One of the two protagonists of All the Light We Cannot See, Marie-Laure LeBlanc is an inquisitive, intellectually adventurous girl. She became blind at the age of six, but learns to adapt to this… (read full character analysis)
Werner Pfennig is a young, intelligent German boy, and one of the two protagonists of All the Light We Cannot See. Werner has whitish-blond hair, blue eyes, and is strikingly intelligent, so he… (read full character analysis)
Marie Laure’s father, Daniel LeBlanc, is selflessly devoted to his daughter—indeed, he spends long hours teaching her Braille and crafting elaborate models of Paris (and later Saint-Malo) to teach her how to walk through… (read full character analysis)
Frank Volkheimer is the huge, intimidating, and morally ambiguous staff sergeant who works as an assistant at Werner Pfennig’s school, the National Institute, and later commands Werner through his time in the German army… (read full character analysis)
Frau Elena is the head of the orphanage where Jutta and Werner Pfennig grow up. She’s a gentle, kind woman, and treats all her children well, despite a severe lack of resources. When the Nazis… (read full character analysis)
Etienne LeBlanc is an old, eccentric, and extremely reclusive (it’s implied he has post-traumatic stress disorder from World War I) man who lives in the seaside town of Saint-Malo, France. When his nephew, Daniel Leblanc… (read full character analysis)
Madame Manec is a brave, resourceful, and kindly maid and cook for Etienne LeBlanc. When Daniel and Marie-Laure LeBlanc arrive in Saint-Malo, Madame Manec dotes on Marie-Laure, and their friendship becomes an important influence… (read full character analysis)
Sergeant Major Reinhold von Rumpel is a cruel, greedy German military commander, who uses a mixture of torture, sadism, manipulation, and blackmail in order to track down the legendary Sea of Flames—a valuable diamond… (read full character analysis)
An intelligent and powerful professor at the National Institute school that Werner attends, Dr. Hauptmann is at first a powerful ally for Werner, giving his bright student science projects and special assignments that win him… (read full character analysis)
An intelligent, shy student at the National Institute, who befriends Werner Pfennig. Frederick is an avid scholar of birds, and idolizes Audubon, the great American naturalist. When he begins to fall behind in his… (read full character analysis)
An engineer in the German army and an associate of Werner Pfennig and Frank Volkheimer, killed during the Allies’ bombing of the town of Saint-Malo.
An elderly, intellectual Frenchman living in Paris, who tutors Marie-Laure while she’s a young girl.
An associate of the Museum of Natural History in Paris, Monsieur Giannot is supposed to give aid to Daniel LeBlanc, but is forced to leave for London when his situation in France becomes too dangerous.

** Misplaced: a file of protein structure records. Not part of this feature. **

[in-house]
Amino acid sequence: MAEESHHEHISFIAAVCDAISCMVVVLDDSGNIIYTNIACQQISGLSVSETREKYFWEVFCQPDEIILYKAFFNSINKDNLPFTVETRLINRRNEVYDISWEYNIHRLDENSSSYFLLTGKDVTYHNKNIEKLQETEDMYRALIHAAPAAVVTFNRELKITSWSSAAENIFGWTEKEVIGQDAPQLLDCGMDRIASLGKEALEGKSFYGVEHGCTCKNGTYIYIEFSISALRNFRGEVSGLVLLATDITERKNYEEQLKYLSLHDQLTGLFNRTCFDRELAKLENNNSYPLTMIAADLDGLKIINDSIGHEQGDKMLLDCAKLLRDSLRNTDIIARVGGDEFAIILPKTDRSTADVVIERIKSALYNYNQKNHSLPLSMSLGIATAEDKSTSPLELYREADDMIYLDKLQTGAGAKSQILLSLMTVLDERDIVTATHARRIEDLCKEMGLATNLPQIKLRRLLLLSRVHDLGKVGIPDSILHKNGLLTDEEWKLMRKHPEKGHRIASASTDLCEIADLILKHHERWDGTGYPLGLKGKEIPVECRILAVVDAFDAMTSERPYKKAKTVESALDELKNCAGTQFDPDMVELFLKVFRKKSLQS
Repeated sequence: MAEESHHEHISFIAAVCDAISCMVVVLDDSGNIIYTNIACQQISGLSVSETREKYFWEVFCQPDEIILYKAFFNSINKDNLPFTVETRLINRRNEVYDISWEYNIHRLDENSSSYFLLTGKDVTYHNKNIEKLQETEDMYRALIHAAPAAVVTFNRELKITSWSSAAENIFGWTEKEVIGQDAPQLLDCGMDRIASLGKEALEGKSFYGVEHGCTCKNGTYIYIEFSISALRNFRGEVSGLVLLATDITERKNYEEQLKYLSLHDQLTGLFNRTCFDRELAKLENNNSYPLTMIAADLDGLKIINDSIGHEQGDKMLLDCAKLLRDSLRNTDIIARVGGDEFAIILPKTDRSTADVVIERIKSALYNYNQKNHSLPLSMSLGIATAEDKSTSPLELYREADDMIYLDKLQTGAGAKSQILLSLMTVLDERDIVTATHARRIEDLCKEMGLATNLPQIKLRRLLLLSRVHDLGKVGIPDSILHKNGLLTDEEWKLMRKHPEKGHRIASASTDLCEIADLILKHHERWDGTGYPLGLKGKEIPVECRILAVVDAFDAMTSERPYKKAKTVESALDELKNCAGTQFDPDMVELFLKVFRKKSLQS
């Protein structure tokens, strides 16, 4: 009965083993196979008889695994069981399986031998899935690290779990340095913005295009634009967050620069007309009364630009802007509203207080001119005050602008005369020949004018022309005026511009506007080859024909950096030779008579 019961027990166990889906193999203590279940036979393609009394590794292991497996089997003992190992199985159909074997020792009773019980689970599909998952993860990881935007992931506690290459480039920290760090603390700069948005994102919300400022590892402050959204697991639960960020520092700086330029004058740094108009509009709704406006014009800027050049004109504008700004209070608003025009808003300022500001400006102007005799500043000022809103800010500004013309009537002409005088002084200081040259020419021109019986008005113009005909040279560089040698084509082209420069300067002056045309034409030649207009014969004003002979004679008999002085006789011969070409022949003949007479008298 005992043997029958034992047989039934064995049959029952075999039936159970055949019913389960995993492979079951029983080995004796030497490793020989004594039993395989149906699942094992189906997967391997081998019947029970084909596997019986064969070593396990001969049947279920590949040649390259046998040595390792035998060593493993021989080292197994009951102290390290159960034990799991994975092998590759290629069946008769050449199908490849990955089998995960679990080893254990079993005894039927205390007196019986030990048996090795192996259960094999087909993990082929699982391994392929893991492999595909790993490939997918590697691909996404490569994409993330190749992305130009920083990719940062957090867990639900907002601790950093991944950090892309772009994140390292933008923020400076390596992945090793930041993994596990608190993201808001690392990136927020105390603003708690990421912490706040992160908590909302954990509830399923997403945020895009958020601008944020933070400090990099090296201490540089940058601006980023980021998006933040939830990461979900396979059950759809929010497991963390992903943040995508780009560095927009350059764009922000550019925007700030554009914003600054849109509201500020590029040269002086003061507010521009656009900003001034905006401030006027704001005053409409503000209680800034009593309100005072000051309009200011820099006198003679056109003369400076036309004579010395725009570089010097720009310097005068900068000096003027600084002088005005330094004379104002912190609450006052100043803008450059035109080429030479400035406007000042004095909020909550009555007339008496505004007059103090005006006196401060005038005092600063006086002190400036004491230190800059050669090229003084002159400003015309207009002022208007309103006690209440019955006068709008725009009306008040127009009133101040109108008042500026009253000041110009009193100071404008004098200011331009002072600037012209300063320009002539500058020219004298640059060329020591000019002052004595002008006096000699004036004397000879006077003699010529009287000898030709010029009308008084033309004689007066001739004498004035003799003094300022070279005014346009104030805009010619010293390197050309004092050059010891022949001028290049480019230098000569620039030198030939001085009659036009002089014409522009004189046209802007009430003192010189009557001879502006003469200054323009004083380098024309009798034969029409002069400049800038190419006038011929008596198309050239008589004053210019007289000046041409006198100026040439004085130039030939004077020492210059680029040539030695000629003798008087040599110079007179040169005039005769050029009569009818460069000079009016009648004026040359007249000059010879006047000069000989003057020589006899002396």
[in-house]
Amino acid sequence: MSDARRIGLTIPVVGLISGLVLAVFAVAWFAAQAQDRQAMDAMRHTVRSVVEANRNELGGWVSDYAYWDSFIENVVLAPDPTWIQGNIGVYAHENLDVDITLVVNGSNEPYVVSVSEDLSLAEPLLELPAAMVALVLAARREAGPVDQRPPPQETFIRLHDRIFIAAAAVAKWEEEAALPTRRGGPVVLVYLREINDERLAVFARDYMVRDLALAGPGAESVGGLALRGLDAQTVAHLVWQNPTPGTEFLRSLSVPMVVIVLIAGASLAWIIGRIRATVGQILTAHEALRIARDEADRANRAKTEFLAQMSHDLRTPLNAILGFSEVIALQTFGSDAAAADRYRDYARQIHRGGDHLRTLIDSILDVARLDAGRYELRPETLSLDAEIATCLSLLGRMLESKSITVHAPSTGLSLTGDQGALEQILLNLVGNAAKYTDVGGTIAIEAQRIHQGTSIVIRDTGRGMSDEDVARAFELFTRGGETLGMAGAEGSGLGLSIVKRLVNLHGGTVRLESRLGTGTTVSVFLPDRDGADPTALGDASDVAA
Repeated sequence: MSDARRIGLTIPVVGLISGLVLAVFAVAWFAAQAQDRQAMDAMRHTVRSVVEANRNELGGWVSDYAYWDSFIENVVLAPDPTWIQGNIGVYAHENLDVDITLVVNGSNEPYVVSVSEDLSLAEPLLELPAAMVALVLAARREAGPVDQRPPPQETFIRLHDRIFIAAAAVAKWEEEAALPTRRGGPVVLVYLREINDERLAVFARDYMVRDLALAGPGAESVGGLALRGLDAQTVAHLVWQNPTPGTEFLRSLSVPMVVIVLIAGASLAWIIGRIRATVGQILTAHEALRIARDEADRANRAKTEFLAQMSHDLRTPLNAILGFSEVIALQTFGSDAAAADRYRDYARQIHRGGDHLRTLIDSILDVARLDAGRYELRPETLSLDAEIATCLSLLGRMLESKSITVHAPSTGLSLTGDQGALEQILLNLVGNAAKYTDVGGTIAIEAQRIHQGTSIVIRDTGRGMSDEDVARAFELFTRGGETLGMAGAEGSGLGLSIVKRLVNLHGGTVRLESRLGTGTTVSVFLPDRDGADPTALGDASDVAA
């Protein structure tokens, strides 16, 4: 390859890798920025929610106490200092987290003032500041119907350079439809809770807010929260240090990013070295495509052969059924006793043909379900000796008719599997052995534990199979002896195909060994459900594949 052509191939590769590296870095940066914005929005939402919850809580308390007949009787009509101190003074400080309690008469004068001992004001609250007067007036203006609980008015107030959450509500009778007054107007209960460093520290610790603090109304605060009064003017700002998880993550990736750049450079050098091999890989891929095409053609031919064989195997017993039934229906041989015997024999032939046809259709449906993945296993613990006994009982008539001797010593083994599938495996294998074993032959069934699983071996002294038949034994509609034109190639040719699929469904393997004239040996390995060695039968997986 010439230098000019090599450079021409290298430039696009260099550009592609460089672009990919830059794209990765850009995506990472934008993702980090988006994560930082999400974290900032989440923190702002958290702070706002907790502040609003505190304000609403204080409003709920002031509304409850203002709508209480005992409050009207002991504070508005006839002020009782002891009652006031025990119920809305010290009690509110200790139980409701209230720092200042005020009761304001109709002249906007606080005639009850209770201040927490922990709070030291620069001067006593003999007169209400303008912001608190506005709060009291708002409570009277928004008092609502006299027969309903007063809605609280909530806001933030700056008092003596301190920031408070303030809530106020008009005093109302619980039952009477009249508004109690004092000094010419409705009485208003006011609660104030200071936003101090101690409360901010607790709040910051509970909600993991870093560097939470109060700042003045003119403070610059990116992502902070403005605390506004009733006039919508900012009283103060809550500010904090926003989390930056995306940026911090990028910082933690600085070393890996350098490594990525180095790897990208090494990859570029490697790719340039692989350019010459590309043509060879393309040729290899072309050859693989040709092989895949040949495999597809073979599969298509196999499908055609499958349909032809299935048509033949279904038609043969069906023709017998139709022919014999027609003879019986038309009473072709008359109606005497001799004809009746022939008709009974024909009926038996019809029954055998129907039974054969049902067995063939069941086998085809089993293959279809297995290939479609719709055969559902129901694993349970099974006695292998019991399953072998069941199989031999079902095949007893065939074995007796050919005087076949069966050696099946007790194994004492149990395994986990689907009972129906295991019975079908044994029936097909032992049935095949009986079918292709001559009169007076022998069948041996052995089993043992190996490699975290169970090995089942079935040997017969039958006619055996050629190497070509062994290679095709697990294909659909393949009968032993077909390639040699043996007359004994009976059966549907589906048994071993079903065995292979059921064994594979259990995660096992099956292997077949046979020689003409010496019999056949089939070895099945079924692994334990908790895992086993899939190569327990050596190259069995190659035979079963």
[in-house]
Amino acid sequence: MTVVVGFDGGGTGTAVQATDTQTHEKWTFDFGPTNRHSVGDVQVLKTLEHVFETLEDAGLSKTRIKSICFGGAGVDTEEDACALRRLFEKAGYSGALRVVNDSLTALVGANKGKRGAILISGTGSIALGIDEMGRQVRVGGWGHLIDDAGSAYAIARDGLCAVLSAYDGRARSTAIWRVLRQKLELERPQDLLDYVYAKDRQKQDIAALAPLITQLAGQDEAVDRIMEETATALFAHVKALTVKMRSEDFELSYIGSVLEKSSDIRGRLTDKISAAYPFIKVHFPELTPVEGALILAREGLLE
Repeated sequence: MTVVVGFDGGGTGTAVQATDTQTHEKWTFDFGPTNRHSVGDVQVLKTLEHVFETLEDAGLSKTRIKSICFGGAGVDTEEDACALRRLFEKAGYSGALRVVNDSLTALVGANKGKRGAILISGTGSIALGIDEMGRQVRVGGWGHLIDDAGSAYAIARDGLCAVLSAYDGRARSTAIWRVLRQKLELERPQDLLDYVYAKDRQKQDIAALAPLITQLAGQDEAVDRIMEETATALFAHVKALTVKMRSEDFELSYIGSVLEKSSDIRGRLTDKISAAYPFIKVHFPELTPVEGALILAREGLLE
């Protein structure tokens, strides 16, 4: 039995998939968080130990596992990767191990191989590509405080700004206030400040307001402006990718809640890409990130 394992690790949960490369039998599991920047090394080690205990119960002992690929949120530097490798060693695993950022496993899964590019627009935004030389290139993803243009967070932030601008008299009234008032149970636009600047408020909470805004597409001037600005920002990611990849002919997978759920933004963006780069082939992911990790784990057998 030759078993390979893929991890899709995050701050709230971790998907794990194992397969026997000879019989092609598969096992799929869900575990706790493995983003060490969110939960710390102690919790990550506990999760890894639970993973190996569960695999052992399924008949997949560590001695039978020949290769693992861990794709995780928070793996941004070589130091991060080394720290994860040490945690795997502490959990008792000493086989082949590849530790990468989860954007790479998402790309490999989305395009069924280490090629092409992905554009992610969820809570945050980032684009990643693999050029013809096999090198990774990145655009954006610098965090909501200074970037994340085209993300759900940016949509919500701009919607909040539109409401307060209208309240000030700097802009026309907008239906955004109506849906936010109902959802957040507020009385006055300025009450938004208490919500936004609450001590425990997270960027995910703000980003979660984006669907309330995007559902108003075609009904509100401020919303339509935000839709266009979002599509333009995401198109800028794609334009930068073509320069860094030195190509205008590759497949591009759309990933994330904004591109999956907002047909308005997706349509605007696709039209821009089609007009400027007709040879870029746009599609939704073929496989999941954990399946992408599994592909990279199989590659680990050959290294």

Herr Rudolph Siedler
A powerful German official stationed in Essen. When Werner is a young man, Siedler recognizes his scientific temperament and sharp mind (after Werner fixes his radio), and arranges for him to attend the National Institute, setting in motion most of the important events of Werner’s life.
A German soldier—possibly imaginary—who’s celebrated among the Nazi troops for bravely sacrificing his life for his country.
A greedy perfumer living in Saint-Malo, Claude Levitte stays “on top” by acting as an informer—first for the German troops who invade France, and later for Reinhold von Rumpel, who’s come to the town to track down the Sea of Flames.
A sadistic instructor at the National Institute, who bullies many of Werner’s peers, and eventually Werner himself.
A weak student and athlete, who’s bullied and eventually dismissed from the National Institute while Werner is also a student there.
An important administrator at the Museum of Natural History in Paris. Von Rumpel bullies and intimidates him into divulging information about the Sea of Flames.
A tough, unkind student at the National Institute, who bullies and beats Werner’s friend Frederick.
An elderly Jewish woman who lives in the same building as Frederick’s family, and, it’s strongly implied, is sent to a concentration camp to die when the Nazis consolidate their power.
The talented jeweler who designed the three fake versions of the Sea of Flames.
A soldier in the German army, with whom Werner Pfennig travels and fights.
A soldier in the German army, with whom Werner Pfennig travels and fights. Neumann Two is responsible for one of the most gruesome crimes depicted in the novel, the murder of a tiny child.
An elderly woman in Saint-Malo, and a friend of Madame Manec. She is a participant in the French resistance in the town.
A Frenchman who tells Sergeant Major von Rumpel about the whereabouts of Daniel LeBlanc.
An elderly woman in Saint-Malo, and a friend of Madame Manec. She participates in the French resistance by concealing secret messages in loaves of bread and giving them to Marie-Laure LeBlanc.
One of the young daughters of Sergeant Major Reinhold von Rumpel.
The man who eventually marries Jutta Pfennig. Not coincidentally, Albert is a few years younger than Jutta, meaning that he’s too young to have had his morals seriously challenged by World War II.
Marie-Laure’s one-time lover, and the father of her child, Hélène.
An old homeless man who lives in Saint-Malo, and shows Marie-Laure the grotto where she later hides the Sea of Flames diamond.
A large bully at Frau Elena’s orphanage.